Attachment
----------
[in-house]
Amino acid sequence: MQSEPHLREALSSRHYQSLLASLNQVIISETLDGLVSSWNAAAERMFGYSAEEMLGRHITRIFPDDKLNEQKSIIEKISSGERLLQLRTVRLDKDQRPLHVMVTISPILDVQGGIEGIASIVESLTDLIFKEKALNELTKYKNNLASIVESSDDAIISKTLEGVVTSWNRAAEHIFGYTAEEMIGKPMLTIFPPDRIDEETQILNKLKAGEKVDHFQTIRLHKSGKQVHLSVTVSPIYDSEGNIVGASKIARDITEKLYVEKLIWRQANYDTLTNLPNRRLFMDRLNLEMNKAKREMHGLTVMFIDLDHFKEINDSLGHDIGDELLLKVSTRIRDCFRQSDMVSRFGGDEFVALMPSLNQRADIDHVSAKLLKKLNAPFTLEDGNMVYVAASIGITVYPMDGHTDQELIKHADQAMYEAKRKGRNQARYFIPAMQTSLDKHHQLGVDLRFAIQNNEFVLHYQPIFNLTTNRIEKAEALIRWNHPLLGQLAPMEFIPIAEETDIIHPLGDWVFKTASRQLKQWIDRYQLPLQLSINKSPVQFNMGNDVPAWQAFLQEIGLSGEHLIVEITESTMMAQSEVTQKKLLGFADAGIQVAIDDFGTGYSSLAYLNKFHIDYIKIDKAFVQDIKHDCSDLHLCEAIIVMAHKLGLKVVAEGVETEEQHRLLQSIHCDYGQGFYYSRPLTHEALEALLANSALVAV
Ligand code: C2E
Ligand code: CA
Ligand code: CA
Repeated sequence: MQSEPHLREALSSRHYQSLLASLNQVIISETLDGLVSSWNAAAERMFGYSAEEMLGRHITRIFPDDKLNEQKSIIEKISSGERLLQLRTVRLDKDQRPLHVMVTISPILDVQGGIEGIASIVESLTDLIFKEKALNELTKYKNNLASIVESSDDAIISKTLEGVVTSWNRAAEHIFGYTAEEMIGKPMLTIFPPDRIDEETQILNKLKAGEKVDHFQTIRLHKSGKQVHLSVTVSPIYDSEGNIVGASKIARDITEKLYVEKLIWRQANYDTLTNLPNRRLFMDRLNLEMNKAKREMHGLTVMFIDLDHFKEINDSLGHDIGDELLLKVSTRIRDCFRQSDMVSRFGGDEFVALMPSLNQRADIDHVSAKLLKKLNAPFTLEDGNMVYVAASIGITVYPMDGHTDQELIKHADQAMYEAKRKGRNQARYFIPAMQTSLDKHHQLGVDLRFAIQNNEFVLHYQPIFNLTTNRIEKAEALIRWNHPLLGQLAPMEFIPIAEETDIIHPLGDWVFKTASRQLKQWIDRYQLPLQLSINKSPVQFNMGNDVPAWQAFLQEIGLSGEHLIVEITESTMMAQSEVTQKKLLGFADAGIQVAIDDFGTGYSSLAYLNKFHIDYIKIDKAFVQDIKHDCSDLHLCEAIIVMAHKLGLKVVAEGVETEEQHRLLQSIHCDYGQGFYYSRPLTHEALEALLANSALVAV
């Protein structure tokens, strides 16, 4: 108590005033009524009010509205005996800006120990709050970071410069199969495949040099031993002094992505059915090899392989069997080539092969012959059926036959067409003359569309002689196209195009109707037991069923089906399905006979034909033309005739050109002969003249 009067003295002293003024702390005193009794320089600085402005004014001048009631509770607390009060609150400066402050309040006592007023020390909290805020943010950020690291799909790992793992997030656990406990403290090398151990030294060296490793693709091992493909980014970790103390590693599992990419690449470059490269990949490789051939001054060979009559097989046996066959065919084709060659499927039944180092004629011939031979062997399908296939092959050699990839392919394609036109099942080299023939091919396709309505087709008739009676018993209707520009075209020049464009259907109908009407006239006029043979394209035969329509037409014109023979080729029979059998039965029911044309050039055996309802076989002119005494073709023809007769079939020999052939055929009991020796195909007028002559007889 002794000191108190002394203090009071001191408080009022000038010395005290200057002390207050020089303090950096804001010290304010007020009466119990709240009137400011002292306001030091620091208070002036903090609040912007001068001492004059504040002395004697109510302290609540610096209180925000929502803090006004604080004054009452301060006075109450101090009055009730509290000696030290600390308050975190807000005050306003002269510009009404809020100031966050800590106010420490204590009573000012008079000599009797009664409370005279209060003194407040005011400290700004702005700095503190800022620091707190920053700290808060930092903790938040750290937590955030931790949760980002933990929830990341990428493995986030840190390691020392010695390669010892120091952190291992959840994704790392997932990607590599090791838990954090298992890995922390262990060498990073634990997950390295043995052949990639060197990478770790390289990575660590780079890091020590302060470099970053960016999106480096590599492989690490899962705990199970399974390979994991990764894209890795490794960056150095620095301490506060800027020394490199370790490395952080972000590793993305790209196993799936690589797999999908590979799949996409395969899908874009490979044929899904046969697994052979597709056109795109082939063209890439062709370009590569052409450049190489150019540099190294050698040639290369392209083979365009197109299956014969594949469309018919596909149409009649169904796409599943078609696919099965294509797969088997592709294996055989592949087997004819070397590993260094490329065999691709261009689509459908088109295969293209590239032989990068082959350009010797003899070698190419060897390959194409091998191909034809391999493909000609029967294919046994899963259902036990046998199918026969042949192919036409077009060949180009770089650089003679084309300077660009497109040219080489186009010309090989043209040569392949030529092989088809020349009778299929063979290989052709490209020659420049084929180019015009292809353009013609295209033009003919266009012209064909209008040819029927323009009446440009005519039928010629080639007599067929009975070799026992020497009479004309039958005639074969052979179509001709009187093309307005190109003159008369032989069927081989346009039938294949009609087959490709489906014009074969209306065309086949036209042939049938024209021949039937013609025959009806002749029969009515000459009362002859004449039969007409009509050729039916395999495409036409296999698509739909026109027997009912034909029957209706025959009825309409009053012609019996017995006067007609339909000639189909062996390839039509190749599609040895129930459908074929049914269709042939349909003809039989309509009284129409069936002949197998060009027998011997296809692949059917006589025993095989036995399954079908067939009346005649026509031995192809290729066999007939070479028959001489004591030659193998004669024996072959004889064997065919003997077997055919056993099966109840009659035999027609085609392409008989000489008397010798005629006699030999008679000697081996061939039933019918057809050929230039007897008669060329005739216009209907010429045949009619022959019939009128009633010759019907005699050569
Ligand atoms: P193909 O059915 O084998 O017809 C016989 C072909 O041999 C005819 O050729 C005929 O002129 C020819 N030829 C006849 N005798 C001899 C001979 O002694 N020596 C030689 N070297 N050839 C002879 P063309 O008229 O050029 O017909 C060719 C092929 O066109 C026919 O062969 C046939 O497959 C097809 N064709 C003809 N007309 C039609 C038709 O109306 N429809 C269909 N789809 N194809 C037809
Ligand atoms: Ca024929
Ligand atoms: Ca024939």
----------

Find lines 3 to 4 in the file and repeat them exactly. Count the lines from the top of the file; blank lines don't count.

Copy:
Ligand code: C2E
Ligand code: CA